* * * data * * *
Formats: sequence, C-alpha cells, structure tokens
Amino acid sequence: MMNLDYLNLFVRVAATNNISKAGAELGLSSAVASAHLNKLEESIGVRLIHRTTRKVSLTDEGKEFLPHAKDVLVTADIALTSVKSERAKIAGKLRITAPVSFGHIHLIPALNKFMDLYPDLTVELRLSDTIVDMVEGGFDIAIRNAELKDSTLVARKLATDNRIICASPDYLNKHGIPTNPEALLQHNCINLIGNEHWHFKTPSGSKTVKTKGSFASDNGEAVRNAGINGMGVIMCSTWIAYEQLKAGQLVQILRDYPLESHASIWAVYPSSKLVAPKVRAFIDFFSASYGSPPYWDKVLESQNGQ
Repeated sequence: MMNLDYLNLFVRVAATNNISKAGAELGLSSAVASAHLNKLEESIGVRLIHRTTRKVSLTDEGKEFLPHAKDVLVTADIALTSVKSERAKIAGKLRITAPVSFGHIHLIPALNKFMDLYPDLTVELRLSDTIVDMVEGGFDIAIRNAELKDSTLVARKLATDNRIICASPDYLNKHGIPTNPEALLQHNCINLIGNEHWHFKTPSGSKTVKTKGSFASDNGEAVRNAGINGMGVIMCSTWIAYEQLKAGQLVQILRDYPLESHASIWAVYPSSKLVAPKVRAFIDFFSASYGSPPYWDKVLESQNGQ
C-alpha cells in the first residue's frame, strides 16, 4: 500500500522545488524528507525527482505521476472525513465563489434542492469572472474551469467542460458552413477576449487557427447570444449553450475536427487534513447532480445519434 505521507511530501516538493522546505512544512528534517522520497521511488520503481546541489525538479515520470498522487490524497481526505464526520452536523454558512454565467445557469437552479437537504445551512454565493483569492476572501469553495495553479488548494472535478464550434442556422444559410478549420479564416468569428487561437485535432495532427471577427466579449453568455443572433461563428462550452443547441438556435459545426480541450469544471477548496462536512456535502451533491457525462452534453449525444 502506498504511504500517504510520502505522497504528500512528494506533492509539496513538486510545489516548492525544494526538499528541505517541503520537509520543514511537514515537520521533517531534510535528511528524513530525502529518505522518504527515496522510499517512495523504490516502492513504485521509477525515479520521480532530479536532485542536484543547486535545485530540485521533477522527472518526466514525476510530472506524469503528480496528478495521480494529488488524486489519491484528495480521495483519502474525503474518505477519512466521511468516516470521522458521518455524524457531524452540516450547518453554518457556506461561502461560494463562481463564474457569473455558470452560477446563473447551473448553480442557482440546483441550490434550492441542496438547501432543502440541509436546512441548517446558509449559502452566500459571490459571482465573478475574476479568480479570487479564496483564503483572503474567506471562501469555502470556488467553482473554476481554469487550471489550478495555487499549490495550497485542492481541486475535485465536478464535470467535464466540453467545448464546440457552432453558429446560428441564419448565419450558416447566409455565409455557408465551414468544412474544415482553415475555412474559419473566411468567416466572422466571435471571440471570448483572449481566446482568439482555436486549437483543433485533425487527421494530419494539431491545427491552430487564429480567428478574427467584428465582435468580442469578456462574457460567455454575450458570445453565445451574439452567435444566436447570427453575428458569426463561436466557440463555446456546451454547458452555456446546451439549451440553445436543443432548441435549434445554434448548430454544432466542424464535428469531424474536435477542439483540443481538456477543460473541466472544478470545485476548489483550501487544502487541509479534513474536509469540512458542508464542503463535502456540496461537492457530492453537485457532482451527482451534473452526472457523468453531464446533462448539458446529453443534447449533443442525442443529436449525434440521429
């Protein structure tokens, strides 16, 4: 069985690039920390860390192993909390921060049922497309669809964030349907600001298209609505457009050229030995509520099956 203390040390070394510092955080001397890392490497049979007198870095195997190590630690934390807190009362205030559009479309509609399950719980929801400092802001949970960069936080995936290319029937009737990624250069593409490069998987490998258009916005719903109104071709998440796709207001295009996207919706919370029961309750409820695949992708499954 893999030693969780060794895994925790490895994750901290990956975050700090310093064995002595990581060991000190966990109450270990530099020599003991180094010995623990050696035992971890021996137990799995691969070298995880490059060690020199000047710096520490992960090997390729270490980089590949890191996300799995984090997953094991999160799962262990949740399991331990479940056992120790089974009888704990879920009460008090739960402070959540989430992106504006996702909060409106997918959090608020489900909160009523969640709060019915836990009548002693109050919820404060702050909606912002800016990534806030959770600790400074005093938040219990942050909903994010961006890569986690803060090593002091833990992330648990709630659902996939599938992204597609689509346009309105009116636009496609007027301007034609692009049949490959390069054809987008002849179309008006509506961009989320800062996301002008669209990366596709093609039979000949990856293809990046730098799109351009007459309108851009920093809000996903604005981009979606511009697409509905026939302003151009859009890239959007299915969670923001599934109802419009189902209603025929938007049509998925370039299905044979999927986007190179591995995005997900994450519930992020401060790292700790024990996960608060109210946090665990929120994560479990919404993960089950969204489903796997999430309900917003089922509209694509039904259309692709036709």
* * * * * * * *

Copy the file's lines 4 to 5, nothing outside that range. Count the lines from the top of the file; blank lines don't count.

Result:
C-alpha cells in the first residue's frame, strides 16, 4: 500500500522545488524528507525527482505521476472525513465563489434542492469572472474551469467542460458552413477576449487557427447570444449553450475536427487534513447532480445519434 505521507511530501516538493522546505512544512528534517522520497521511488520503481546541489525538479515520470498522487490524497481526505464526520452536523454558512454565467445557469437552479437537504445551512454565493483569492476572501469553495495553479488548494472535478464550434442556422444559410478549420479564416468569428487561437485535432495532427471577427466579449453568455443572433461563428462550452443547441438556435459545426480541450469544471477548496462536512456535502451533491457525462452534453449525444 502506498504511504500517504510520502505522497504528500512528494506533492509539496513538486510545489516548492525544494526538499528541505517541503520537509520543514511537514515537520521533517531534510535528511528524513530525502529518505522518504527515496522510499517512495523504490516502492513504485521509477525515479520521480532530479536532485542536484543547486535545485530540485521533477522527472518526466514525476510530472506524469503528480496528478495521480494529488488524486489519491484528495480521495483519502474525503474518505477519512466521511468516516470521522458521518455524524457531524452540516450547518453554518457556506461561502461560494463562481463564474457569473455558470452560477446563473447551473448553480442557482440546483441550490434550492441542496438547501432543502440541509436546512441548517446558509449559502452566500459571490459571482465573478475574476479568480479570487479564496483564503483572503474567506471562501469555502470556488467553482473554476481554469487550471489550478495555487499549490495550497485542492481541486475535485465536478464535470467535464466540453467545448464546440457552432453558429446560428441564419448565419450558416447566409455565409455557408465551414468544412474544415482553415475555412474559419473566411468567416466572422466571435471571440471570448483572449481566446482568439482555436486549437483543433485533425487527421494530419494539431491545427491552430487564429480567428478574427467584428465582435468580442469578456462574457460567455454575450458570445453565445451574439452567435444566436447570427453575428458569426463561436466557440463555446456546451454547458452555456446546451439549451440553445436543443432548441435549434445554434448548430454544432466542424464535428469531424474536435477542439483540443481538456477543460473541466472544478470545485476548489483550501487544502487541509479534513474536509469540512458542508464542503463535502456540496461537492457530492453537485457532482451527482451534473452526472457523468453531464446533462448539458446529453443534447449533443442525442443529436449525434440521429
């Protein structure tokens, strides 16, 4: 069985690039920390860390192993909390921060049922497309669809964030349907600001298209609505457009050229030995509520099956 203390040390070394510092955080001397890392490497049979007198870095195997190590630690934390807190009362205030559009479309509609399950719980929801400092802001949970960069936080995936290319029937009737990624250069593409490069998987490998258009916005719903109104071709998440796709207001295009996207919706919370029961309750409820695949992708499954 893999030693969780060794895994925790490895994750901290990956975050700090310093064995002595990581060991000190966990109450270990530099020599003991180094010995623990050696035992971890021996137990799995691969070298995880490059060690020199000047710096520490992960090997390729270490980089590949890191996300799995984090997953094991999160799962262990949740399991331990479940056992120790089974009888704990879920009460008090739960402070959540989430992106504006996702909060409106997918959090608020489900909160009523969640709060019915836990009548002693109050919820404060702050909606912002800016990534806030959770600790400074005093938040219990942050909903994010961006890569986690803060090593002091833990992330648990709630659902996939599938992204597609689509346009309105009116636009496609007027301007034609692009049949490959390069054809987008002849179309008006509506961009989320800062996301002008669209990366596709093609039979000949990856293809990046730098799109351009007459309108851009920093809000996903604005981009979606511009697409509905026939302003151009859009890239959007299915969670923001599934109802419009189902209603025929938007049509998925370039299905044979999927986007190179591995995005997900994450519930992020401060790292700790024990996960608060109210946090665990929120994560479990919404993960089950969204489903796997999430309900917003089922509209694509039904259309692709036709």